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Texas Sen. Wendy Davis, D-Fort Worth, left, gives a high-five to Sam Peters, 12, after she spoke to supporters at her campaign headquarters Tuesday, March 4, 2014, in Fort Worth, Texas. Davis won the Democratic primary to run for Texas governor.
AUSTIN, Texas—The first primary in what Republicans hope is a triumphant election year sent a message that U.S. Sen Ted Cruz and the tea party still wield considerable influence in one of the nation's most conservative states.

But to find out exactly how much, Texans will have to wait.

In a primary where an extraordinary number of statewide positions were up for grabs following Gov. Rick Perry's decision not to seek another term, some incumbent candidates successfully fought to beat back tea party challengers Tuesday. But several candidates who forced runoffs in May were either praised by the outspoken freshman senator, Cruz, or ran with his no-compromising swagger.

"In Texas, we will show the rest of the country what it means to be conservative," said GOP state Sen. Dan Patrick, who forced longtime Lt. Gov. David Dewhurst into a runoff, less than two years after Cruz beat Dewhurst in the Senate primary.

The primary was the first since Cruz barreled into the U.S. Senate in 2012 and yanked Republicans nationwide further right, and many watched results within Texas to see how strong his influence would be on the state's next generation of Republican leaders. Amid the Republican contests, however, is Wendy Davis, a rising star who has energized the state's Democratic base and is running for governor in November.

Davis, who catapulted to national political stardom last summer with a nearly 13-hour filibuster over abortion restrictions, vowed to topple two decades of GOP dominance in Texas. Though an underdog, she is the first female gubernatorial nominee in Texas since Ann Richards in 1994.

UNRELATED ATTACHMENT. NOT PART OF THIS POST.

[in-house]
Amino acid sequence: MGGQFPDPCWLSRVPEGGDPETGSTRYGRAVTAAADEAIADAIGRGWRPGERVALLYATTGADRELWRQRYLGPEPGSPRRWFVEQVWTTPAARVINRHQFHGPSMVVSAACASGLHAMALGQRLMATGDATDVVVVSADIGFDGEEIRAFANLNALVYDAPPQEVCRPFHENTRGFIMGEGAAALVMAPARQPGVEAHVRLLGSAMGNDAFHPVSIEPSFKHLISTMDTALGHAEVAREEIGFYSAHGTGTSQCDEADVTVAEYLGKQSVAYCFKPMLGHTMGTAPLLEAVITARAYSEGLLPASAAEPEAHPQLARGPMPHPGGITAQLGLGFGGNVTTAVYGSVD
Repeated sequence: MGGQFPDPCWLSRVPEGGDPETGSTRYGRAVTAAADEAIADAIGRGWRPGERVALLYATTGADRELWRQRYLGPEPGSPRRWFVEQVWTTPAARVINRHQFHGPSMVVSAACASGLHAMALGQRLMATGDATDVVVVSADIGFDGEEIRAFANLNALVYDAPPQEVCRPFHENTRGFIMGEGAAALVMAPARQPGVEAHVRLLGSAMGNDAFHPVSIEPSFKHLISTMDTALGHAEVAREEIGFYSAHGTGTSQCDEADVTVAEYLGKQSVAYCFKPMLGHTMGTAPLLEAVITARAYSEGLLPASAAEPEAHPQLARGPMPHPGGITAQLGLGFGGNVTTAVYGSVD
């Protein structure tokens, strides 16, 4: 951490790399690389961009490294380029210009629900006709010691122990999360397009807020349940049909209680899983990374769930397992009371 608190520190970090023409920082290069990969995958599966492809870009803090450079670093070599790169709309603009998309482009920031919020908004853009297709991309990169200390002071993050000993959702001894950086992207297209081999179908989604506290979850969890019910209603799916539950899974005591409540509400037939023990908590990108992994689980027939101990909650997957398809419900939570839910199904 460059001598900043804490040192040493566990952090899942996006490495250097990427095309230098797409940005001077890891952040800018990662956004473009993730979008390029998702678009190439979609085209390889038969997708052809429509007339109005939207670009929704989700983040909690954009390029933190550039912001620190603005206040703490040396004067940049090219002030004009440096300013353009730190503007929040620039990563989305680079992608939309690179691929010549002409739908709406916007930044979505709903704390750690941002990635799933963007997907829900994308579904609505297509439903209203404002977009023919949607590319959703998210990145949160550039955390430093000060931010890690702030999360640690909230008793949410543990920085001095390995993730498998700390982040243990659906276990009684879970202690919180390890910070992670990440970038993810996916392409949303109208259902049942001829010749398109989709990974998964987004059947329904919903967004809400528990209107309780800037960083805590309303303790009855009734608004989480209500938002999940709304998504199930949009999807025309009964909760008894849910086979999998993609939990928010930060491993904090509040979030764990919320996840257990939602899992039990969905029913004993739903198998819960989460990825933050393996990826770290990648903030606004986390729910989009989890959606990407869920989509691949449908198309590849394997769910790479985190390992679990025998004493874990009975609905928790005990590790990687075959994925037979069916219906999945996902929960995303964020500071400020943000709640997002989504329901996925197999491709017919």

"I will be for all freedoms. Not just certain freedoms for certain people," Davis told supporters Tuesday night after formally securing the nomination, needling Republicans.

With Perry leaving the governor's mansion after 14 years, albeit mulling a second presidential run, Attorney General Greg Abbott coasted to the GOP nomination for the state's top job.

Warnings about Davis' star-making run for Texas governor dealt complacent conservatives a new reason to vote. So did a rare opportunity to select an entirely new stable of leaders.

Abbott, who only three weeks ago unapologetically campaigned with shock rocker Ted Nugent, never mentioned Davis in becoming the GOP's first new gubernatorial nominee other than Perry since George W. Bush in 1998.

"If you're looking for a way to get ahead, if you're looking for a way to succeed or elevate or advance yourself, then I'm your candidate," Abbott said.

Perry's decision to not seek re-election launched a stampede of 26 Republican candidates vying for six of Texas' top offices. Among them was George P. Bush, the 37-year-old nephew of former President George W. Bush and son of former Florida Gov. Jeb Bush, who easily won the nomination for land commissioner in his political debut.

Not all tea party upstarts prevailed: U.S. Sen. John Cornyn and U.S. Rep. Pete Sessions, two of the most powerful Texans in Washington, clobbered their longshot challengers. But others knocked out or were seriously threatening establishment Republicans in the statehouse, which in the past few years has already passed some of the most restrictive voter ID and abortion laws in the country.